By Pamela Pavliscak

At Generate New York on 28 April, Pamela Pavliscak will give a talk, grounded in the latest research, that will look at current examples of emotion AI and present guidelines to design for emotional intelligence. Don’t miss it and get your ticket today!

The statistics say that there are more people who own smartphones than use a toothbrush, most people are using their tablets while watching TV, and many are showrooming while shopping in a store. A lot of what we know about people and their mobile devices comes from high-level data, but these stats tell us very little about what people actually do on mobile sites and apps.

Analytics capture behaviour, but stay on the surface. Surveys get at some of the feelings people take away from a site after using it. The only way to gain insights to make the experience better is by doing slow work of watching it unfold and asking the right questions.

Like a lot of consulting firms, Change Sciences leads research on mobile sites and apps all the time in the lab, online and in the wild. These studies tend to be small: usually about 20 people per study. We also run larger online studies that are observational at the core, and these studies tap about 100 people. To get more (and better) data about the mobile user’s experience, we have to aggregate. That is, we bring together all of the data from all of our mobile studies to look for patterns and trends. The data here represents 500 people.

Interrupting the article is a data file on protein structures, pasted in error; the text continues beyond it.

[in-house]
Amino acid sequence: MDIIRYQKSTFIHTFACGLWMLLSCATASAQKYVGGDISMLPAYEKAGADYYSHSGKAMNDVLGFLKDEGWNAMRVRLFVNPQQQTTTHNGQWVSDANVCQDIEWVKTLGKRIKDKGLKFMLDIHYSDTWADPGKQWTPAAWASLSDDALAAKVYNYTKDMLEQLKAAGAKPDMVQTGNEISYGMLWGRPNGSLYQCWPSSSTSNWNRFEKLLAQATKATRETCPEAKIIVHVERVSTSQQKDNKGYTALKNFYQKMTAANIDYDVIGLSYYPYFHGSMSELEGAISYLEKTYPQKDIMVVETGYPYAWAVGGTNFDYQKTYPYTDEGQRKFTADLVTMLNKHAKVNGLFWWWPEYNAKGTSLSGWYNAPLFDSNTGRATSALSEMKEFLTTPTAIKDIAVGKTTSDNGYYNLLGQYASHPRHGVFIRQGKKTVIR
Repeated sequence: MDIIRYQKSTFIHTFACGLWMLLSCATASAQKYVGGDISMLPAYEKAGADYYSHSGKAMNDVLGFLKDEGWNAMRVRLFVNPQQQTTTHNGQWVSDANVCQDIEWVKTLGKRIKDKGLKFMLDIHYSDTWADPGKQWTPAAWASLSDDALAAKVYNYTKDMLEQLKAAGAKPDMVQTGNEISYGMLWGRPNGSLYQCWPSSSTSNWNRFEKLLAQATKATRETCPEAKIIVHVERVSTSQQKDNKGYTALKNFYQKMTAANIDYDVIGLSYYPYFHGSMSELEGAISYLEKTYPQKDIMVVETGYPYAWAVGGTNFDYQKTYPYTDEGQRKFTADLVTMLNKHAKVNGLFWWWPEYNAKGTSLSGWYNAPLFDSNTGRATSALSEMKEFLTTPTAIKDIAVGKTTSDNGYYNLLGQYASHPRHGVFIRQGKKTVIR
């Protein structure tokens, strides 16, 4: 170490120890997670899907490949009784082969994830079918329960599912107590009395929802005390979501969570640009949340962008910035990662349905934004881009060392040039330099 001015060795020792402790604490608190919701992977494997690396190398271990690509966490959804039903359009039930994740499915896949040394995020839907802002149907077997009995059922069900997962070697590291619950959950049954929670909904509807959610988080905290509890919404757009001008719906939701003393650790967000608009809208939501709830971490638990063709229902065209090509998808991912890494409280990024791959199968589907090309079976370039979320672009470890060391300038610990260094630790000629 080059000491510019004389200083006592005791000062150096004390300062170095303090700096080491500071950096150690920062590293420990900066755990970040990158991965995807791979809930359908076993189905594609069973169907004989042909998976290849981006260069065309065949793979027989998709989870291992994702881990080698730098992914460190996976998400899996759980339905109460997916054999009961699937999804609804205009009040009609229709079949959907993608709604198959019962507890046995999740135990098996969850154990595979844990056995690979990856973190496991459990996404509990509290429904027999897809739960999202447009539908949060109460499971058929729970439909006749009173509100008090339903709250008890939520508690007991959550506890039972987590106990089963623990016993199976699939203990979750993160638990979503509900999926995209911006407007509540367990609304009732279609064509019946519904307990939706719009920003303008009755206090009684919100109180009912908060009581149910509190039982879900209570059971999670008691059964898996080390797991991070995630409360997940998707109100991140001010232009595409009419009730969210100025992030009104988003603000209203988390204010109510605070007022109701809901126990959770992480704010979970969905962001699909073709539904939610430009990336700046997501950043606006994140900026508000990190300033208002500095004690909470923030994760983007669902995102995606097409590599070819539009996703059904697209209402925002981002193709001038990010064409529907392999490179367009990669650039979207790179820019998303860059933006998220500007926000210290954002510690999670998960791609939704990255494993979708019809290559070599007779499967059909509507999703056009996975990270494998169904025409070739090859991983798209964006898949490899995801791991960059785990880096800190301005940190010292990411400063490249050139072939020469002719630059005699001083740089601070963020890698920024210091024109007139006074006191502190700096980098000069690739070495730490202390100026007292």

Here are top 10 things we’ve learned about the mobile experience; bear them in mind if you want to know how to create an app that’ll get people’s attention.

01. People rely on mostly three gestures

People use three gestures for almost everything; they don’t want to spend a lot of time trying out new ways of interacting. They just use what works on other sites or apps.

Scroll: The most frequently used gesture is scrolling. 94 per cent of people use this gesture more than three times in a session of 10 minutes or longer. It is familiar from desktop use. And it is a gesture that is not closely tied to a visual cue, like tap or swipe.

Swipe: Swipe (77 per cent) is well used and understood. People will try it at the top of a screen, whether arrows are present or not. Further down, they are less likely to do it unless there is a visual cue.

Tap: Tap (72 per cent) is used often too, but people are not tap-happy. On desktop, we see people click and click trying to make a link or button go. On mobile, that is not the case. Tap is not equivalent to a click.

Pinch to zoom: People know how to pinch to zoom, but use it less frequently. Because people mostly need to zoom on mobile sites that aren’t responsive or mobile optimised, they will often look for a link to a bigger …read more

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